The Eternal Wisdom of God has established that divine mysteries are to be explained strictly by those who are genuine lovers of true wisdom, even in their introductions to religion. It is for this reason that they investigate the works of the first causes of things and that they diligently administer sacrifices to the highest causes of things and [for this reason lovers of wisdom] exist among all of the heathen philosophers and priests. The [investigating and worshiping of Wisdom] is not inappropriate, for the soul (as our Plato agrees) can fly back to the heavenly father and its native land with its two great wings (that is the intellect and the will), and since the philosopher depends chiefly upon the intellect and the priest depends upon the will, and [conversely], since the intellect illuminates the will and the will fans the fire of the intellect, it is appropriate that those who by means of the intellect either discover the first divine causes outside of themselves or approach them by divine illumination most honestly worship the first divine causes by means of the will and pass down to others the appropriate manner of and reason for worshiping them.
For this reason, the prophets of the Hebrews and Essenes favored both wisdom and the priesthood. The philosophers from Persia were called “magi” (that is “priests”) because they were in charge of the sacred rites. The Brahman of India were advisors in both natural things and in the purification of the soul. In Egypt mathematicians and philosophers engaged in both the priesthood and kingship. In Ethiopia the gymnosophist philosophers were both magistrates and high priests of religion. The custom was the same in Greece under Linus, Orpheus, Musus, Eumolpus, Melampus, Trophimus, Aglaophemus, and Pythagorus. It was also the same in Gall under the government of the Druids. Who does not know how much the Romans Numen Pompilius, Velerius Soranus, Marcus Varro and many others were devoted to both wisdom and sacred rites? And finally, is anyone unaware of the teachings, so great and so true, of the early Christian bishops and presbyters?
O happy age! How you have preserved intact this divine link between wisdom and religion, especially among Jews and Christians. Oh very unhappy age, when at last the miserable separation and divorce of Palladis and Themidis (that is wisdom and virtue) befalls it. Their monstrous children, without delay, have been given to the sacred dogs to be torn to pieces. For a great education has been taken from its place and transferred to the profane, from whom malicious things must now be taught rather than knowledge, resulting in a multitude of iniquity and a means to lasciviousness. Furthermore, the most precious pearls of religion are frequently dragged about by the ignorant and trampled under foot by them as if they were their own property. For it frequently appears under the name of “a superstitious, incompetent, ignorant, and lazy administration.” So little do [these administrators] understand the truth unmixed [with error] which shines upon the eyes of the pious as a deity and so wrongly do they worship God with what strength is in them that they govern the sacred office while being absolutely ignorant of both divine and human things. How long shall we prop up this wretched and unbending fortune of the iron age? Oh people of our celestial homeland and citizens and inhabitants of earth I beg you, if we can then let us liberate philosophy, the sacred gift of God, from impiety whenever we can.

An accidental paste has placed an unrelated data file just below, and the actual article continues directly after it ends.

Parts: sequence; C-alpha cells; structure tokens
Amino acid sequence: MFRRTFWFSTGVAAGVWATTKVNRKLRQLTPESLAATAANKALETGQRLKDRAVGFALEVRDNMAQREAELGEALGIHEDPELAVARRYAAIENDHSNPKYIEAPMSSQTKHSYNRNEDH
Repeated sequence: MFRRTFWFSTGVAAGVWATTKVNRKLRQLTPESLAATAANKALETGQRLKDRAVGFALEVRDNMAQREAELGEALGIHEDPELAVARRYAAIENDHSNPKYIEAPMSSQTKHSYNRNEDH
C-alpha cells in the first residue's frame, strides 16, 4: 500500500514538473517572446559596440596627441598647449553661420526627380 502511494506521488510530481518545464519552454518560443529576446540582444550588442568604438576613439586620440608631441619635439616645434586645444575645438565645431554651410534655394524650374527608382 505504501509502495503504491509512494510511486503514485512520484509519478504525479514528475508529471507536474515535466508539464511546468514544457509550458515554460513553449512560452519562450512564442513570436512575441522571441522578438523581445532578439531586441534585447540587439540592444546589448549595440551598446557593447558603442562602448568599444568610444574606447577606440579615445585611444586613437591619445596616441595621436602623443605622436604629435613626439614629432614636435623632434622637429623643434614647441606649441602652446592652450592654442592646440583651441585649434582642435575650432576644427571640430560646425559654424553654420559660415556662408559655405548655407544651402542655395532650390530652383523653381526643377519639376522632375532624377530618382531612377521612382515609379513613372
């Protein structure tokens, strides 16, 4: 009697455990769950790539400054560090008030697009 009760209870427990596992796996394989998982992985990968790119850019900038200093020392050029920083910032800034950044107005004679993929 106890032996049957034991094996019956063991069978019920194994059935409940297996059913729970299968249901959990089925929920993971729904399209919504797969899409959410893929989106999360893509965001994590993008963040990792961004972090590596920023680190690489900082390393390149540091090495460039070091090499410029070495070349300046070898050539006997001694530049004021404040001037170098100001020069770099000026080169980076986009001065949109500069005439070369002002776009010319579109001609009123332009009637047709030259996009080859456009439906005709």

Furthermore, if we are willing, let us redeem our holy religion from this detestable ignorance for the sake of mankind. I exhort everyone and I entreat philosophers specifically, therefore, to either thoroughly take up [the subject of] religion or to touch upon it [in their writings]. Priests, however, [I exhort] to apply themselves diligently to the study of legitimate wisdom. How much I have accomplished or will have accomplished in this matter, I do not know. I have proved, nevertheless, and I shall not cease to prove that I have not confided in my own abilities but in the mercies of both God and men. Your grandfather, generous Laurenzo, that is the great Cosimo and then Peter, your father, nourished me by their labors from the first moment that I was able to philosophize. Recently you have ordained, so far as you are able, to combine in me the study of philosophy with the pious office, as has been your custom with several others. In fact, you have also embellished Marsilio Ficino your priest with honor. Would that I never were nor am found wanting, seeing that the favor and help of God himself and of the Medici has never been found wanting. Moreover, in order that I might better consult divine favor for myself, that it might not be found lacking in me when I was first initiated into the sacred priesthood, and in order that I might give thanks to you, I have composed the book “de Christiana religione,” which I have decided to dedicate, in truth, to you the supporter of this confession of mine and particularly to the disciples of wisdom and to the caretakers of piety.5
- See Kristeller, Renaissance Thought and Its Sources, (New York: Columbia University Press, 1979); See also Kristeller’s assessment of Ficino’s philosophy, The Philsophy of Marsilio Ficino, (New York: Columbia University Press, 1943).
- Ficino, Platonic Theology, vol. 1, trans. Michael J.B. Allen, The I Tatti Renaissance Library, (Cambridge, MA: Harvard University Press), 11.
- Amos Edelheit, Ficino, Pico and Savonarola: The Evolution of Humanist Theology 1461/2-1498, (Leiden: Brill, 2008).
- Edelheit, Ibid., 208.
- Ficino, Opera, vol. 1, (Basil: 1561), 1, 2.